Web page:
By JOHN P. WISE
One Great Season
Many spent Tuesday saying, writing or commenting that Monday night's NCAA Championship game was one of the tournament's best finals ever, and I completely agree.
Some, however, see only a stat sheet that shows both Butler and Duke shot poorly from the field, that neither side scored often down the stretch, thereby making it a mediocre game at best.
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I learned how to cover sports 20 years ago, as a student at the University of Cincinnati, so I heard Bob Huggins ask short-changing reporters many times, "Don't you think maybe our defense had something to do with their poor shooting?"
I've seen games where teams shot atrociously, but I've seen far fewer games that were played the way Monday night's Instant Classic went down. Rarely did we see open shooters put up brick after brick. Heck, rarely did we see open shooters period.
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That's because determined defenders hungrily hounded their men, swiftly executed switches or fought through screens. A lack of offensive fireworks doesn't always decrease the quality of a sporting event.
Those who dare to look beyond the stats, overlook their own NCAA allegiances and just appreciate the great sport of college basketball certainly enjoyed every frantic second of Monday night's championship game.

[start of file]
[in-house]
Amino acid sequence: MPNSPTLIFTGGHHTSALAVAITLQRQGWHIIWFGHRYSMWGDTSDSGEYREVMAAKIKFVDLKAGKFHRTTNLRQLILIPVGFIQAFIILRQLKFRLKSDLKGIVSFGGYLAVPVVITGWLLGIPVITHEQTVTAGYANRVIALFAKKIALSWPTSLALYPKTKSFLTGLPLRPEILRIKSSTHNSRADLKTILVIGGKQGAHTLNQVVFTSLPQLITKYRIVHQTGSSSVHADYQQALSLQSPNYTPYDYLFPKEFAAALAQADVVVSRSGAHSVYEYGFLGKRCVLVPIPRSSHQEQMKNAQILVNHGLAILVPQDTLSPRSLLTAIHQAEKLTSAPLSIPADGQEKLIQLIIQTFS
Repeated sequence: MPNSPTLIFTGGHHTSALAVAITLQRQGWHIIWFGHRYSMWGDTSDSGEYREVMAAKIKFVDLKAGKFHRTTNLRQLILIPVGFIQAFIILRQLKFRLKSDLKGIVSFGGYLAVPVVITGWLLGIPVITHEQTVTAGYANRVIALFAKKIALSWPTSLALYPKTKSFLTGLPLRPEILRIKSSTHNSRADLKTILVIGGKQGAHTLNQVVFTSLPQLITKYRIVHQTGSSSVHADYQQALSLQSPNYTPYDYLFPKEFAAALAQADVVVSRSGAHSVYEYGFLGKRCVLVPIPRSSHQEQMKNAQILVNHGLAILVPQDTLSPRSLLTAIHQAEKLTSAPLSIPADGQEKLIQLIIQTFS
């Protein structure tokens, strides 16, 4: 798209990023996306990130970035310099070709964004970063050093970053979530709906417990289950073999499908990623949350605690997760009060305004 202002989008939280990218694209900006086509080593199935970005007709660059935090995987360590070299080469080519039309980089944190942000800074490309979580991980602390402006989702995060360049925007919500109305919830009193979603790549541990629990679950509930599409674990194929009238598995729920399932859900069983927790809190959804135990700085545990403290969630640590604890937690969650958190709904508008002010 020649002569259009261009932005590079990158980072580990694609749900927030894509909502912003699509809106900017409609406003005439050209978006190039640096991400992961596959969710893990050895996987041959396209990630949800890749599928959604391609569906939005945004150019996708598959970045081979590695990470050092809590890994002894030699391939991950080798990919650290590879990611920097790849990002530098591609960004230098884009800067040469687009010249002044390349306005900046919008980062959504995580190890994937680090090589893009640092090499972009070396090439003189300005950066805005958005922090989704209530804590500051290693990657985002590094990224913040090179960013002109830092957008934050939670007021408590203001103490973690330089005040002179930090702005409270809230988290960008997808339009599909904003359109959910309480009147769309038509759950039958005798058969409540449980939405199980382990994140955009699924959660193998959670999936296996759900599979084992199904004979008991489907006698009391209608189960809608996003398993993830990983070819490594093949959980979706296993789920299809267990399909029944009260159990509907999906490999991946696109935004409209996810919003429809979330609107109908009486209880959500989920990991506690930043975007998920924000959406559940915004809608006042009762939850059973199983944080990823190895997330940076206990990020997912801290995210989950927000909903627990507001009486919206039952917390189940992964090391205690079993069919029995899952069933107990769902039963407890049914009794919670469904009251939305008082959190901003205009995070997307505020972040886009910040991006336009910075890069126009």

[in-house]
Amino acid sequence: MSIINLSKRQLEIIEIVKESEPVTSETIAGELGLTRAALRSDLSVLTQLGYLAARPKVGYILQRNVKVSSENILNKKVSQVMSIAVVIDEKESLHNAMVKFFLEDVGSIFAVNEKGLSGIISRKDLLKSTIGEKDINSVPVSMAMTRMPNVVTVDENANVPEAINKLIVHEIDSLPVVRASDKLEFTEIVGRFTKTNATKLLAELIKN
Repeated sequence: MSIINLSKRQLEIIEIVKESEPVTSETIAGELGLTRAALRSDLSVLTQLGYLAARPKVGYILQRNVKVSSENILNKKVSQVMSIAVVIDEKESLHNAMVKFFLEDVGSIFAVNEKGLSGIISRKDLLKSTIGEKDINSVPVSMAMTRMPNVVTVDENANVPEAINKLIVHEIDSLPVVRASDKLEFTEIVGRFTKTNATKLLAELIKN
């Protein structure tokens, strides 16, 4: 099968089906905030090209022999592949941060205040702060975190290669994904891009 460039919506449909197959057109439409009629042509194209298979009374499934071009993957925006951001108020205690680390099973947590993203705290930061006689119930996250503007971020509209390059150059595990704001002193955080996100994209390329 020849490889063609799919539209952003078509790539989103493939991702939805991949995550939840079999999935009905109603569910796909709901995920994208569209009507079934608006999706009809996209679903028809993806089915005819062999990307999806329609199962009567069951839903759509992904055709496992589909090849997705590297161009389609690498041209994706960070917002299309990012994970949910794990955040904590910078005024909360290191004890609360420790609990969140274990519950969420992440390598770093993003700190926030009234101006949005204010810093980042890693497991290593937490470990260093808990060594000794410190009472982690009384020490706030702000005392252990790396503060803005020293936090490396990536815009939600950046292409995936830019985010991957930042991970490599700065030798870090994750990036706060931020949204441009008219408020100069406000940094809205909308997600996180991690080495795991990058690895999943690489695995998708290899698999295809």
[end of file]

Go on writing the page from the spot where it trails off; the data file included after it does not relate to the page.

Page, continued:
And let's not forget the excellent coaching that went into it either. Duke's legendary Mike Krzyzewski showed great trust in foul-prone big man Brian Zoubek and called only smart and strategic timeouts. His 33-year-old counterpart, Brad Stevens, substituted wisely down the stretch, bringing in one four-foul big man for another, trading offense for defense with Matt Howard and Avery Jukes.
Lastly, usually logical ESPN talk host Colin Cowherd accuses Monday night's admirers of getting caught up in the emotion that comes with a seemingly outmatched underdog hanging in against an established giant. Well, that's exactly what I did and I loved every minute of it. All the side stories about David and Goliath, Cinderella and "Hoosiers" were great build-ups and all of those labels were almost legitimized when fresh-faced Gordon Hayward's 47-footer almost banked in and gave deadline writers a reason to reach for the Rolaids.
Some have gone overboard and said it might have been the best NCAA championship game ever, but I'm not going that far. Had Hayward's shot gone in, perhaps it would command as lofty a ranking as that North Carolina State-Houston thriller in 1983. But I'll bet the passage of time will allow the legend to marinate some, giving storytellers some room to ponder.
Regardless of how memorable you think Monday night's game will prove to be over time, one thing is for sure: It was at least a fitting end to one of the best tournaments in recent NCAA history.